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How to Edit iMovie Projects in Final Cut Pro X

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iMovie is Apple's consumer video editing offering for Mac. Free with the purchase of any new Mac since October 2013 (or $14.99 otherwise), iMovie is a great way to get started with video editing. Apple sums up editing with iMovie nicely: "a major production, without the major production." If you're looking to put together a simple video, there's a good chance iMovie has you covered. 

Going Pro

But what if you want to take your video to the next level? Final Cut Pro X is an advanced non-linear editor with all the tools you'll need. Here's just a few of the professional editing tools Final Cut Pro 10 offers that iMovie doesn't:

  • Advanced media management with keywords and Smart Collections
  • Magnetic Timeline: professionally-equipped, multitrack, and customizable
  • Multi-channel audio with effects, plug-in support, and surround mixing
  • Multicamera editing
  • Color correction and scopes
  • Advanced video effects
  • Customizable titles
  • Integration with Motion and Compressor
  • Comprehensive export options

Ready to make the jump? Head to the Mac App Store. Not sure? You can try Final Cut Pro for free for 30 days here.

Send an iMovie Movie to Final Cut Pro

So you've decided to upgrade from iMovie to Final Cut Pro. But what do you do with your old and/or in-progress projects that are still in iMovie? Thankfully, with the current versions of each software, Apple has made the process of sending a project from iMovie to Final Cut Pro extremely simple. You'll be able to use the professional tools Final Cut Pro has to offer on your iMovie projects in no time. 

To get started on sending an iMovie movie to Final Cut Pro, open iMovie and load the project you'd like to transfer into the timeline. 

iMovie movie

Then go to File > Send Movie to Final Cut Pro.

Send Movie to Final Cut Pro

iMovie will launch Final Cut Pro, create a new Final Cut Pro Library called iMovie Library, create a Final Cut Pro Event (with the same name as the iMovie Event your movie came from), and finally, load your movie into the Event as a Final Cut Pro project. Click on the project to load it in to the timeline. At this point, you can start editing your new project.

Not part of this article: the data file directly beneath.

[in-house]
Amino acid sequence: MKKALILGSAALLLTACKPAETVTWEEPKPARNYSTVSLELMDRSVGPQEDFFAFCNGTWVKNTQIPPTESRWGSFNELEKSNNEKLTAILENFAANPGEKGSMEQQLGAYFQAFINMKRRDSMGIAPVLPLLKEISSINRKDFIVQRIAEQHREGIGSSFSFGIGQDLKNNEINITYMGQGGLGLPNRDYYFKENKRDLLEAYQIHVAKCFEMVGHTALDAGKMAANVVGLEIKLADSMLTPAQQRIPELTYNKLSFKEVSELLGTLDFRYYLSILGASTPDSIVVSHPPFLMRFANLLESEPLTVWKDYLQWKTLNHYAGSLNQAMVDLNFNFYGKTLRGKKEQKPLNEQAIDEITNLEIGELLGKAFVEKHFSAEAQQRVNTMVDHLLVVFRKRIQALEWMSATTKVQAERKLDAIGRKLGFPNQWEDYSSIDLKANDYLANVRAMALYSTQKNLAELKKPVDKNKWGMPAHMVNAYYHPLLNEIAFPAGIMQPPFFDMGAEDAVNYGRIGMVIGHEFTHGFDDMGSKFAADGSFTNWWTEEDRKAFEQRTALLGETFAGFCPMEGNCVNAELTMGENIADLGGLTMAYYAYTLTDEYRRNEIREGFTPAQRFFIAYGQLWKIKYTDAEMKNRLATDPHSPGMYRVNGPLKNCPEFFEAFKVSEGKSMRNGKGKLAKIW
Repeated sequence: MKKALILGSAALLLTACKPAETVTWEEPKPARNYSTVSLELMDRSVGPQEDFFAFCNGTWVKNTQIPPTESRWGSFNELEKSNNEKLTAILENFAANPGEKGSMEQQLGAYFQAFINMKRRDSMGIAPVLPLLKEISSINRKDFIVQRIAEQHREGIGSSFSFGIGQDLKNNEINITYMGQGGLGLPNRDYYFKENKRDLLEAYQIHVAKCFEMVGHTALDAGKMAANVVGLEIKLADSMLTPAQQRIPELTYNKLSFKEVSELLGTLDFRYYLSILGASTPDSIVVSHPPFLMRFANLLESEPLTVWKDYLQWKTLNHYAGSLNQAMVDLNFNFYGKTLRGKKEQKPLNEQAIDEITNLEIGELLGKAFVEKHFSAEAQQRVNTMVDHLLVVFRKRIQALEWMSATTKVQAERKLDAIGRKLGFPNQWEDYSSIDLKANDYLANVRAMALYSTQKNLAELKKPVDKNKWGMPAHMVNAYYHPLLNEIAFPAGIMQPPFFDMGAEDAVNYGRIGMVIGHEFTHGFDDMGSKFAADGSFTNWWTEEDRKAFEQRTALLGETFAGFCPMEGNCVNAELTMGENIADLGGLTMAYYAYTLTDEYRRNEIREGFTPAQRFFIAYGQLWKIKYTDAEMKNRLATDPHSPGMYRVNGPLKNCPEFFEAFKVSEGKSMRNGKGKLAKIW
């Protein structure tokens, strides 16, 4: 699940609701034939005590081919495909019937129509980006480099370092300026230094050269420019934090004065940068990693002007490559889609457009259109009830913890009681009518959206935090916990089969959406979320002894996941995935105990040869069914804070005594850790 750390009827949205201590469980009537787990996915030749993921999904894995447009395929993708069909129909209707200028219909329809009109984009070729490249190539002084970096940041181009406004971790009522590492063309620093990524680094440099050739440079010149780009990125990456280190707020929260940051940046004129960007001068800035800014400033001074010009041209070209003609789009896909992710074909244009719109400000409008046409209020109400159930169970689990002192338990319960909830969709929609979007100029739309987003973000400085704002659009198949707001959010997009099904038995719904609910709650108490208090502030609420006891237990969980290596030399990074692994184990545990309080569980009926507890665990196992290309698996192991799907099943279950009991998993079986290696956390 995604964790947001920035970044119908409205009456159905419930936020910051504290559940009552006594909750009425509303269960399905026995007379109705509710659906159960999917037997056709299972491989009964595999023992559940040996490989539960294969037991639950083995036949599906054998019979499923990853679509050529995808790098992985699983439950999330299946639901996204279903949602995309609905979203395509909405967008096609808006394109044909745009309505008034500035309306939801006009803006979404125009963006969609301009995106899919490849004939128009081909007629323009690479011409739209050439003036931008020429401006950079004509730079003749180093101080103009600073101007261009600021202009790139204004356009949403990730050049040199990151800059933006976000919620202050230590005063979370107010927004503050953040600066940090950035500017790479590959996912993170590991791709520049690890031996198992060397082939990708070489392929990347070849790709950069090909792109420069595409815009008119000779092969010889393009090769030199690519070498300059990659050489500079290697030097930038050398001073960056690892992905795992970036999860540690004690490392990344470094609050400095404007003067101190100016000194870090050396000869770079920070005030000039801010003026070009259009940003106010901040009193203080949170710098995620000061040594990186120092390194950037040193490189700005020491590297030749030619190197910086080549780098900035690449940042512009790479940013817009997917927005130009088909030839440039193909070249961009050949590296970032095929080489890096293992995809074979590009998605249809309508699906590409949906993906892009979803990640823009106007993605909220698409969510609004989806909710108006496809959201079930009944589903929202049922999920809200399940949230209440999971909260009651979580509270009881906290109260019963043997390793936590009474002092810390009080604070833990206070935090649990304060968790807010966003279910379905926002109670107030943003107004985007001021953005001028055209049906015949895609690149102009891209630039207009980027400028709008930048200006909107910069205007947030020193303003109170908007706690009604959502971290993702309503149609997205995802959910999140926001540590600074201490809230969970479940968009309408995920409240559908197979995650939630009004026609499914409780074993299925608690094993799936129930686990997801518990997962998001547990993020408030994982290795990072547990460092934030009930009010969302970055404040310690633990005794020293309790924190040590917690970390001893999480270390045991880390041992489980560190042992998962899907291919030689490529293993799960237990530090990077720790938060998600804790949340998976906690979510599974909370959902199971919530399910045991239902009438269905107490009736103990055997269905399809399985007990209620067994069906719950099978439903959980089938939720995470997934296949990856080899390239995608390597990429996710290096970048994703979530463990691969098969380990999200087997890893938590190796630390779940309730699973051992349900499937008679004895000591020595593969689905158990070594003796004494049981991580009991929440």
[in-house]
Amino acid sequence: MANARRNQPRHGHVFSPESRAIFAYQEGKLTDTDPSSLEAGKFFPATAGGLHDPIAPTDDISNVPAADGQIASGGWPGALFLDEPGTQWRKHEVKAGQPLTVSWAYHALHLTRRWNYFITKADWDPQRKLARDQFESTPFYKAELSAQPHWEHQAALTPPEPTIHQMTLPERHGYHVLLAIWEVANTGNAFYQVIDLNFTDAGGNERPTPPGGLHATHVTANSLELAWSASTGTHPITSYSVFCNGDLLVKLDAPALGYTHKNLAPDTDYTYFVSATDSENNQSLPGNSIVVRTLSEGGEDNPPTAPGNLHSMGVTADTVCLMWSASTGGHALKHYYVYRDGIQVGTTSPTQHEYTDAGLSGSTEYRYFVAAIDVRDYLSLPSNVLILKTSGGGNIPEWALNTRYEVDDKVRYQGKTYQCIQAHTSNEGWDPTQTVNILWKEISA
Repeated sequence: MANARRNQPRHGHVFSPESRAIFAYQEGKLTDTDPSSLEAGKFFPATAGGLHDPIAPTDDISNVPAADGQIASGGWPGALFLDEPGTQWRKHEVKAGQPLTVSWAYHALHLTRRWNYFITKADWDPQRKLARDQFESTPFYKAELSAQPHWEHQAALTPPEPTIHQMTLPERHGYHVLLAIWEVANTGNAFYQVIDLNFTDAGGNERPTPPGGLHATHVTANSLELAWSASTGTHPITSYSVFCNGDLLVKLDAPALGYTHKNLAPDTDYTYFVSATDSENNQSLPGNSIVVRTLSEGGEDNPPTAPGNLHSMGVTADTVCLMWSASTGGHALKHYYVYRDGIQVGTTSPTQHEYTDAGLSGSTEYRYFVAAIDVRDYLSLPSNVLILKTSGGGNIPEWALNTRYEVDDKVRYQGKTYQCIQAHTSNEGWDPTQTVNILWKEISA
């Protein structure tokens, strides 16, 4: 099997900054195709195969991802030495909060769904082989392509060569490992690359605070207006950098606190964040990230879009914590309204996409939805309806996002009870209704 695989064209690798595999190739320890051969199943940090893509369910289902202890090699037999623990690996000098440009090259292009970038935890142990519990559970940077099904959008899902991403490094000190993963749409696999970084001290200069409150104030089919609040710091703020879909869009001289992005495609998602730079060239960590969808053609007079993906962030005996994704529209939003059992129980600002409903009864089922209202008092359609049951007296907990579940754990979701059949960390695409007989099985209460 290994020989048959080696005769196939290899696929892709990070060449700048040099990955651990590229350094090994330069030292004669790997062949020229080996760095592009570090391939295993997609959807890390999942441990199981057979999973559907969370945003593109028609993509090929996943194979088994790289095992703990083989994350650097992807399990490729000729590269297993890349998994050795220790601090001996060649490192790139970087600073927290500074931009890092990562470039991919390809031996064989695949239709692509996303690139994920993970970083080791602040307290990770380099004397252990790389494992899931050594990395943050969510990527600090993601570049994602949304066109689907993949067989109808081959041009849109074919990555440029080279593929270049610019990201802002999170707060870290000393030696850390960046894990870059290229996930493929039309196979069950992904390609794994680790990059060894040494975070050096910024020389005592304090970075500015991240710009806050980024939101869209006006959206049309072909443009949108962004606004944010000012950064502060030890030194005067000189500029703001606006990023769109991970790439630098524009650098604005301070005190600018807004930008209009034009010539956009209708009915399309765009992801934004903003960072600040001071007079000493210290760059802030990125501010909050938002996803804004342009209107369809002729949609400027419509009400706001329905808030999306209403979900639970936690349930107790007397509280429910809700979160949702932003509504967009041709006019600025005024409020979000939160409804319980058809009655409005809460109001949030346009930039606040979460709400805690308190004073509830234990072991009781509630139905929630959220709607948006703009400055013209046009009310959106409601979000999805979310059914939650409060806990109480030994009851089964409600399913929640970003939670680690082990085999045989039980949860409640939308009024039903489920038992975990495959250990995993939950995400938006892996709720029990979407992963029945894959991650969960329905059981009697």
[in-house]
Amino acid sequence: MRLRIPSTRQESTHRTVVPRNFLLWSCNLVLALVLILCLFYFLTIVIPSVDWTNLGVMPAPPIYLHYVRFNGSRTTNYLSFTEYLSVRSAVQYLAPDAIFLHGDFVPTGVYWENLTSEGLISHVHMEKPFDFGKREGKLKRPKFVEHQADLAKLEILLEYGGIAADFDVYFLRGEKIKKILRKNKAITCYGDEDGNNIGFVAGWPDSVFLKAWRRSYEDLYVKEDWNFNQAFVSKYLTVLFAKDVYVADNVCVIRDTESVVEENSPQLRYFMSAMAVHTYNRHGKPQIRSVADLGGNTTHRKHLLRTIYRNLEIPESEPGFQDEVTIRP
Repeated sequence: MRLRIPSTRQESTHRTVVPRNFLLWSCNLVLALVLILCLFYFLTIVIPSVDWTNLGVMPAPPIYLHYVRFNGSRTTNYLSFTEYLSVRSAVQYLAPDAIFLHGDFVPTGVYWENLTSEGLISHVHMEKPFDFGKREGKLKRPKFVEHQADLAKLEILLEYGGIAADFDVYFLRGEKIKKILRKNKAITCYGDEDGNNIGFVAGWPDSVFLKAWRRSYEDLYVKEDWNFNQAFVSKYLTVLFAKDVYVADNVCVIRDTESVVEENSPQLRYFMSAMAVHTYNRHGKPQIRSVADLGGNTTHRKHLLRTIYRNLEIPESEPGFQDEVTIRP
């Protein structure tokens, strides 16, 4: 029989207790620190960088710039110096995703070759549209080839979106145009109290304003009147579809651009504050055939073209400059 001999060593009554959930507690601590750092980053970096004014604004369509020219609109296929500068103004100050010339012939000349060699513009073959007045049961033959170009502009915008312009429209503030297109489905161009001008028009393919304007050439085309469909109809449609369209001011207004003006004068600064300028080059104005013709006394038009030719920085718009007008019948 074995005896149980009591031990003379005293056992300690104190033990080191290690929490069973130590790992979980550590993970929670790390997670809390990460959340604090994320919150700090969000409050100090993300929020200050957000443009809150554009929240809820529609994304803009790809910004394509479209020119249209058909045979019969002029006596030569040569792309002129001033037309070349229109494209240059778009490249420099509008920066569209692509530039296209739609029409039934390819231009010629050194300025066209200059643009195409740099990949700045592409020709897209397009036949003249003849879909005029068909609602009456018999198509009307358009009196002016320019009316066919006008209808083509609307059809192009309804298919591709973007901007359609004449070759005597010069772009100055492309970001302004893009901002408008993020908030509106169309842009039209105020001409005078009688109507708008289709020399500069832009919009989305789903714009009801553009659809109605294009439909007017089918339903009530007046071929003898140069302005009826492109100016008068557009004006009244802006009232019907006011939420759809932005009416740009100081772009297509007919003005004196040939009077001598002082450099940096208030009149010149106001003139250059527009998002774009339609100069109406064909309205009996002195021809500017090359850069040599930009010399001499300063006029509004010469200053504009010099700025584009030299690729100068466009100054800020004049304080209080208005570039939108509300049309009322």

iMovie movie in Final Cut Pro
iMovie Library in Finder
If you go to your "Movies" folder in Finder, you will find the newly created "iMovie Library" Final Cut Pro Library. This is created the first time you send an iMovie movie to Final Cut Pro, and it will be used by iMovie in the future for any more movies you send. 

Send an iMovie Trailer to Final Cut Pro

iMovie allows you to quickly create cinematic trailers by filling out a "credits" text form and selecting short clips of video, which iMovie then compiles based on the template you selected. Because this process does not take place in a standard timeline, though, getting an iMovie trailer into Final Cut Pro requires an extra step. 

iMovie trailer
Notice the lack of a timeline when editing an iMovie trailer. 

To convert your trailer into a timeline-based movie, go to File > Convert Trailer to Movie.

Conver Trailer to Movie
trailer converted to movie
The trailer can now be edited (or sent to Final Cut Pro) as a standard iMovie movie. 

Once again, to send your movie to Final Cut Pro, go to File > Send Movie to Final Cut Pro.

Send trailer to Final Cut Pro
iMovie trailer in Final Cut Pro

Your iMovie trailer can now be edited as a Final Cut Pro project.

Conclusion

iMovie is a great piece of software, but some users may want to upgrade to the professional features Final Cut Pro has to offer. If you're one of those users, don't worry. You can now easily move your iMovie movies and trailers to Final Cut Pro and start editing like a pro in no time.

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